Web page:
President Bashar al-Assad's forces held more than 90 percent of the onetime opposition stronghold of east Aleppo and appeared on the verge of retaking the entire city, a monitor and military official said.
A Syrian military official in Aleppo told AFP the "operation in eastern neighborhoods is entering its final phase," as fierce clashes were reported in the few districts still under rebel control.
The fall of Aleppo would be the worst rebel defeat since Syria's conflict began in 2011, and leave the government in control of the country's five major cities.
The Syrian Observatory for Human Rights monitoring group reported that the army had captured southeast Aleppo's large Sheikh Saeed district.
Syrian official media confirmed Sheikh Saeed had been retaken, with state television showing what it said was live footage from the neighborhood.
The rebels withdrew from six more districts in the face of advancing government troops, the Britain-based Observatory said.
The retreat leaves opposition fighters confined to just a handful of neighborhoods in southeast Aleppo, the largest of them Sukkari and Mashhad.
'A total collapse'
"The battle of Aleppo has reached its end. It is just a matter of a small period of time ... it's a total collapse," said Observatory director Rami Abdel Rahman.
In the Mashhad neighborhood, residents fleeing the army advance crowded the streets, witnesses said.
Displaced civilians — many hungry after fleeing without food — sat on pavement or lay on the street with nowhere else to go, they said.
An AFP correspondent in the government-held west of Aleppo said the bombardment of rebel areas could be heard and was among the heaviest in recent days.
"The regime is advancing in east Aleppo under gunfire, missiles and shelling," Bassam Mustafa from the political office of the Nureddin al-Zenki rebel group, in Aleppo, told reporters.
"The fighters [rebels] are retreating under pressure and the situation is very bad," he said.
State television also aired live footage from inside Salhin district, one of the areas fully retaken on Monday, showing widespread destruction.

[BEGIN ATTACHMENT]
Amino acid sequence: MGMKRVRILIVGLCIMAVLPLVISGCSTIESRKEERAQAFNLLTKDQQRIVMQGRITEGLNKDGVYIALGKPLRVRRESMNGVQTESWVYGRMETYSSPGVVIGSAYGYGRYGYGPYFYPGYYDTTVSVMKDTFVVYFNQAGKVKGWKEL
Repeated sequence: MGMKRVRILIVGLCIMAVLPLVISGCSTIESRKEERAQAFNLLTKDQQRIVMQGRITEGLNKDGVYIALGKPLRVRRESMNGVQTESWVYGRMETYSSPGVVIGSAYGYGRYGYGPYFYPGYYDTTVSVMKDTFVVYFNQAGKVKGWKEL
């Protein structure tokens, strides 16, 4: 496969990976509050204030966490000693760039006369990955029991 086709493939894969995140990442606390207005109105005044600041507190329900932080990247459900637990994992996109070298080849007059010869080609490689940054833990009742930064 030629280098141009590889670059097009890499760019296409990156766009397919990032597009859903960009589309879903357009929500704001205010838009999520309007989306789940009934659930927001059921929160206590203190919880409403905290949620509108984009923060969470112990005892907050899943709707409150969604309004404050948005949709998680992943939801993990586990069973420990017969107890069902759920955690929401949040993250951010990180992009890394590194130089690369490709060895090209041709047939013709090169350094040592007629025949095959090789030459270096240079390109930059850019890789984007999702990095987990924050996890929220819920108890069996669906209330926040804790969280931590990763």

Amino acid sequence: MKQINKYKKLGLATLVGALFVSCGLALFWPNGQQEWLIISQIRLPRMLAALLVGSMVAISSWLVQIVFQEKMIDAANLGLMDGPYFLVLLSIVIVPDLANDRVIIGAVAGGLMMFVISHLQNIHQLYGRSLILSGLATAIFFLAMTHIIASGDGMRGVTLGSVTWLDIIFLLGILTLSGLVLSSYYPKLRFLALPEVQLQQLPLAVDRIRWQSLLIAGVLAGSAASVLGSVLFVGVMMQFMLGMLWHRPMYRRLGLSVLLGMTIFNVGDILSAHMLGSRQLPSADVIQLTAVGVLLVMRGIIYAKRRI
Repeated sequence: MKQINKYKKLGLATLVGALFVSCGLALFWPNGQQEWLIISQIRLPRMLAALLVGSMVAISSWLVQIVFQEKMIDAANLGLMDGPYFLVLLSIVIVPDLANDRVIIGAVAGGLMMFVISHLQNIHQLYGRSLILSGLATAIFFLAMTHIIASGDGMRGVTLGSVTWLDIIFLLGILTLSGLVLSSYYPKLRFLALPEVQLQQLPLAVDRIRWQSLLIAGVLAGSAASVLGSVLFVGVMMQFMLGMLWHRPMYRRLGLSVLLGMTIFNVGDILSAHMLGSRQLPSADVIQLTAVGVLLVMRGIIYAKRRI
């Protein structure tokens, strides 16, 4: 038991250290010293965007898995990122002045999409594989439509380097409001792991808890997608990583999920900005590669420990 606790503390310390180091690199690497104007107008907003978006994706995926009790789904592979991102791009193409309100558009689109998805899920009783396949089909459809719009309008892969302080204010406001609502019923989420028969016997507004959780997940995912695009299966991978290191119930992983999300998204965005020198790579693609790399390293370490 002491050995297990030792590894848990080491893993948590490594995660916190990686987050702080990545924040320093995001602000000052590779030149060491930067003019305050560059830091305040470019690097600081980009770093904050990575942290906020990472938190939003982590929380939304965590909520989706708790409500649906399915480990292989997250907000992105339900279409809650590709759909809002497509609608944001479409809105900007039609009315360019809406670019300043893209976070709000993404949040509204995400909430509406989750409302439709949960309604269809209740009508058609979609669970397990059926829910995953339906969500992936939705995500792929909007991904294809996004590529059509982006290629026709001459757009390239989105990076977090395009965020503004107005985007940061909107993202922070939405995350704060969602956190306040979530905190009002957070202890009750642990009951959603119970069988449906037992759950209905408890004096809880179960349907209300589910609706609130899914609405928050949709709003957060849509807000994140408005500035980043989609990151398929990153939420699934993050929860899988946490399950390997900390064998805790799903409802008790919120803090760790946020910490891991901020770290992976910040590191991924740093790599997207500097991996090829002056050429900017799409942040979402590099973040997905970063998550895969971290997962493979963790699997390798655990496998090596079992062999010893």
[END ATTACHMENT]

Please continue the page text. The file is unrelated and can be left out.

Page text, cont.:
Buildings were missing entire sections, and roads were littered with rubble and pitted with enormous craters.
Terrified residents have poured out of rebel-held neighborhoods as the army advanced since beginning its operation on Nov. 15.
The Observatory said Monday another 10,000 people had fled rebel areas in the previous 24 hours, bringing the total number of those who have left — mostly to government-held territory — to 130,000.
Syria's rebels seized control of east Aleppo in 2012, a year into an uprising that began with anti-government protests but spiraled into a civil war after a regime crackdown.
The war has become a complex multifront conflict, drawing in proxy powers and jihadists such as the Islamic State group, which on Sunday retook the symbolically important city of Palmyra nine months after being expelled.
IS managed to again seize control of Palmyra — where the jihadists carried out a campaign of destruction against famed ancient ruins — despite heavy Russian airstrikes and the arrival of Syrian troop reinforcements.
On Monday, the jihadists were advancing south and west of Palmyra, clashing with the army near the town of Al-Qaryatain, the Observatory said.
More than 300,000 people have been killed in Syria's war, and over half the country displaced.
The government assault on Aleppo has killed at least 415 civilians since mid-November, according to the Observatory. Another 130 civilians have been slain in rebel fire on the city's west over the same period, it says.
Diplomatic efforts to end the conflict have repeatedly failed.
Russia last week said talks were underway with US officials on securing a ceasefire and the withdrawal of all rebel forces from Aleppo.
But despite a series of high-level meetings, there was no progress in halting the fighting.
Moscow is a key Assad ally and launched an air war in support of his forces last year, while Washington and other Western nations have supported rebel forces battling the regime.
French Foreign Minister Jean-Marc Ayrault said Monday the latest round of Russia-US talks over the weekend failed "because there is double-talk and a sort of permanent lie" on Russia's part.
"On the one hand they say, 'Let's talk, let's talk and get a ceasefire,'" Ayrault said. "On the other hand, they continue the war ... aimed at saving Assad and capturing Aleppo."